All About the Money

“The Last Dance” also delves deeply into the financial element of the game. While most professional athletes take up their chosen sports due to their love for the game and a desire to compete, monetary considerations always lurk in the background — particularly for a franchise as prominent as the Chicago Bulls.

In June 1997, as he basked in the glow of the Bulls’ fifth championship, Jordan said at a postgame press conference that the team’s players deserved the chance to defend their crown the following season:

We are entitled to defend what we have until we lose it. If we lose it, then you look at it and you say, “OK, let’s change.”… Rebuilding? No one is guaranteeing rebuilding is going to be two or three, four, five years. The [Chicago] Cubs have been rebuilding for 42 years. [Laughter] … If you want to look at this from a business thing, have a sense of respect for the people who have laid the groundwork, so that you could be a profitable organization.

If anything, Jordan’s comments actually underestimated the nature of rebuilding. He claimed Chicago’s baseball franchise had spent 42 years rebuilding, but in reality, the Cubs had last made the World Series in 1945 — 52 years prior to his remarks. And the Bulls have yet to reach the NBA Finals, let alone win a championship, since Jordan left the team at the end of the 1997-98 season.

But Jerry Krause, the Bulls’ general manager, had other ideas. An aging team meant Krause wanted to trade away the team’s assets while they still had value. But ownership overruled him, with principal owner Jerry Reinsdorf leaving the existing team intact for the 1997-98 season.

However, Krause would only re-sign coach Phil Jackson to a one-year contract extension, claiming that even an undefeated 1997-98 season would not cause him to return as the Bulls’ coach. With Jackson going into his last season — and Jordan unwilling to play for any coach other than Jackson — the campaign took on a sense of valedictory from the start. Jackson’s playbook for the year called 1997-98 “The Last Dance,” the origin of the documentary’s title.

Turmoil Ahead

But the valedictory almost never came to fruition. As episode two explores, the other Hall of Famer throughout the Bulls’ championship runs, Scottie Pippen, came into the 1997-98 season deeply unhappy.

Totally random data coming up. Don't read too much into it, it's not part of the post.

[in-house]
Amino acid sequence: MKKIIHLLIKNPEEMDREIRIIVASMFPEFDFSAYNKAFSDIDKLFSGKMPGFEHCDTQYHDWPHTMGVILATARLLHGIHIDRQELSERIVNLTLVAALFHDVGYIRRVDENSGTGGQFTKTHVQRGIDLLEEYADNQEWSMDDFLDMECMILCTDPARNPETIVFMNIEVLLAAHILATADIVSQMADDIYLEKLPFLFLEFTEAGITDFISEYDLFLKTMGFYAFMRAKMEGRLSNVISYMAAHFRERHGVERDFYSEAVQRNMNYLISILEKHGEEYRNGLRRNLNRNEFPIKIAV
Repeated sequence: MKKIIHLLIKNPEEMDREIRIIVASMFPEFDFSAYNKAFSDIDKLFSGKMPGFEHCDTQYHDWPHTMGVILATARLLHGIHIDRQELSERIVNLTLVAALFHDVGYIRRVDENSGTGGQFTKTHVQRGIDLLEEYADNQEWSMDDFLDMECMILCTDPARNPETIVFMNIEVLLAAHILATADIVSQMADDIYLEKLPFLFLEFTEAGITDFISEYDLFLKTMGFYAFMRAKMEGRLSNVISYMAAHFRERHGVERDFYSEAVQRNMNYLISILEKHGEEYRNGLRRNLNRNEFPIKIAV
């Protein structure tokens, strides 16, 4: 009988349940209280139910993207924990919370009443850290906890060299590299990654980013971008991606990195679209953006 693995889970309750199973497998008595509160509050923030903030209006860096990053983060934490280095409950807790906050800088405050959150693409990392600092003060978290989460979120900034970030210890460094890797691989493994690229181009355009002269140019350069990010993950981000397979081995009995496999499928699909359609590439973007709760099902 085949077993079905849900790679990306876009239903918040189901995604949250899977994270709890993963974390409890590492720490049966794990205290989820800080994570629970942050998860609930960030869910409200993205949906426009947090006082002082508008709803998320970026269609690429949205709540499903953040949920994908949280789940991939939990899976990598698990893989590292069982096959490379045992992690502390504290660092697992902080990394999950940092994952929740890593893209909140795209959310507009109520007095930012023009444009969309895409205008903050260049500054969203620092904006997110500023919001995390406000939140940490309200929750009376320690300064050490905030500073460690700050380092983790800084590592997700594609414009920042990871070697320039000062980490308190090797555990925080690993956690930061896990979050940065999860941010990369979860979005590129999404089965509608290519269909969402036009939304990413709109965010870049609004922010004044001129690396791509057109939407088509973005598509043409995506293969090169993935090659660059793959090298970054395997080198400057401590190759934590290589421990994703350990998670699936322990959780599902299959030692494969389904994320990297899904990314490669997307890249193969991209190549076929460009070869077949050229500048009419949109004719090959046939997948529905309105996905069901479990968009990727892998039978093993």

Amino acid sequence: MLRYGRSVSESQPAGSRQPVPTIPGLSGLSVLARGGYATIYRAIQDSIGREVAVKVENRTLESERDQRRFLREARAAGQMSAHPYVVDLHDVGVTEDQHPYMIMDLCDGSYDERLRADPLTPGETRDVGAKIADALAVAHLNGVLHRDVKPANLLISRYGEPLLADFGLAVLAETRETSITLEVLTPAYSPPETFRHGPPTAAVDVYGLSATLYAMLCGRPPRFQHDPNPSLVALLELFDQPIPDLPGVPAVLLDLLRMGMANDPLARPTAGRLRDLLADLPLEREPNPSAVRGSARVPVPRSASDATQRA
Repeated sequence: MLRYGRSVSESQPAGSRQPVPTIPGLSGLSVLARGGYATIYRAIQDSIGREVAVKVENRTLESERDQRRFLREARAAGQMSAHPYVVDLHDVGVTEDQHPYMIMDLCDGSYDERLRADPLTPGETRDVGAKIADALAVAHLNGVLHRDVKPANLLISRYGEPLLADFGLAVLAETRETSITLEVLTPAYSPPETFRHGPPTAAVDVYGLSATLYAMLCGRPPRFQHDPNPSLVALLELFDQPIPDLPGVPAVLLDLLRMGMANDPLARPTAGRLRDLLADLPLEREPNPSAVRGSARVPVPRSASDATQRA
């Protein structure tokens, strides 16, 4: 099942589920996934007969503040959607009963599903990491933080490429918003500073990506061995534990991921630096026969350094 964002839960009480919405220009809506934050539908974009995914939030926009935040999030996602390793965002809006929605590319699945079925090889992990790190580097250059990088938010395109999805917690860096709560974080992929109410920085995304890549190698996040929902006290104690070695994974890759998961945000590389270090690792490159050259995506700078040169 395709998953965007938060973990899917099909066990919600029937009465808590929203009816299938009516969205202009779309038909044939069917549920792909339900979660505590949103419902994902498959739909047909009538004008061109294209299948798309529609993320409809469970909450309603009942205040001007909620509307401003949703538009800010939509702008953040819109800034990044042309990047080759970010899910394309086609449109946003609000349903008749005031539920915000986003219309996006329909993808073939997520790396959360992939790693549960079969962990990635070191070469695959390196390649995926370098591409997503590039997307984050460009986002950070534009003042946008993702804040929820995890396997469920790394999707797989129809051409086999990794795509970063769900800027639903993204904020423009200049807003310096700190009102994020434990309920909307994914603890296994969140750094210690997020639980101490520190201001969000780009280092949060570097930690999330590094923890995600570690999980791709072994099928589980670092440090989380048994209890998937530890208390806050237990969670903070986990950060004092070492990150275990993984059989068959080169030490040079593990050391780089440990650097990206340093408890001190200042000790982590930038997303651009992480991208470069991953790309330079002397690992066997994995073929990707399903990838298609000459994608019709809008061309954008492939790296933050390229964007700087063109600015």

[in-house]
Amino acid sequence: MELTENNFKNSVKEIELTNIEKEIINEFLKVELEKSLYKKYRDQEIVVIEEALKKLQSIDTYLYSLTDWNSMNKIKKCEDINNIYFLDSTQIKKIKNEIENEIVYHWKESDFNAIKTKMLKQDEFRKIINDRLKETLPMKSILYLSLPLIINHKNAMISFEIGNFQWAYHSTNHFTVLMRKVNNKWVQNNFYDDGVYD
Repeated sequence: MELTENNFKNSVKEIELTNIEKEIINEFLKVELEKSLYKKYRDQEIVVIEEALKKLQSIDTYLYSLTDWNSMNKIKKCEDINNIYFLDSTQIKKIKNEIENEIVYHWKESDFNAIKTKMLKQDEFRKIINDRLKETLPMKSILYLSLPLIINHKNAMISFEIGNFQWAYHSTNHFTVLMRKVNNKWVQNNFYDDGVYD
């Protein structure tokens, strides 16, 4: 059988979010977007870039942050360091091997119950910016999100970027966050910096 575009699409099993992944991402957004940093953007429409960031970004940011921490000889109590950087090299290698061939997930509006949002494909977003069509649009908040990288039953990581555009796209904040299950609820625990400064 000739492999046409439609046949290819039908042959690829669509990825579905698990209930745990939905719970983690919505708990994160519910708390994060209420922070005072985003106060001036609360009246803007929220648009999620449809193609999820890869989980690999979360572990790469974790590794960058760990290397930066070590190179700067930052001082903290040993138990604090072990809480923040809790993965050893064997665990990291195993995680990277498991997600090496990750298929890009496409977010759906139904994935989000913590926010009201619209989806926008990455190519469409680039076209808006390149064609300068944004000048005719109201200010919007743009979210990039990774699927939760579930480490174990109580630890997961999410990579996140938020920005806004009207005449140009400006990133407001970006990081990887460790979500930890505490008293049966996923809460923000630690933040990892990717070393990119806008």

Six years earlier, Pippen had signed a seven-year, $18 million contract. In an interview for the documentary, Reinsdorf claimed he told Pippen at the time he thought the lengthy contract unwise. But the player, who came from a hardscrabble Arkansas upbringing and saw both his father and a brother paralyzed during his youth, felt the need to lock in a long-term deal to provide certainty for his family.

The gush of cash that flowed into the NBA in the 1990s — prompted in no small part by the success of Jordan and the Bulls — soon made Pippin’s contract obsolete. One of a handful of top players in the league, he nevertheless ranked 122nd in salary by 1997-98. Having told Pippen his deal was unwise, Reinsdorf refused to renegotiate it. The combination of low pay and Krause’s attempts to trade him left Pippen furious.

Just before the start of the season, Pippen underwent surgery on his foot, injured the prior spring. The star could have had the surgery in June, immediately after the 1997 NBA Finals. Instead, he waited, largely to thumb his nose at the Bulls’ management over their treatment of him.

As episode two ends, the Bulls’ season gets off to a rocky start, with a series of losses and the team struggling to find a rhythm without Pippen. In late November, the star delivered a bombshell, demanding a trade and claiming he would never play for the Bulls again.

True champions must almost always overcome adversity. “The Last Dance” shows how the 1997-98 Chicago Bulls had to overcome adversity — both on and off the court — in spades to win their sixth and final championship.

Episodes one and two of “The Last Dance” will re-air on ESPN and are available on Netflix. Episodes three and four will air next Sunday at 9 p.m. EST, with further episodes airing the following three Sundays.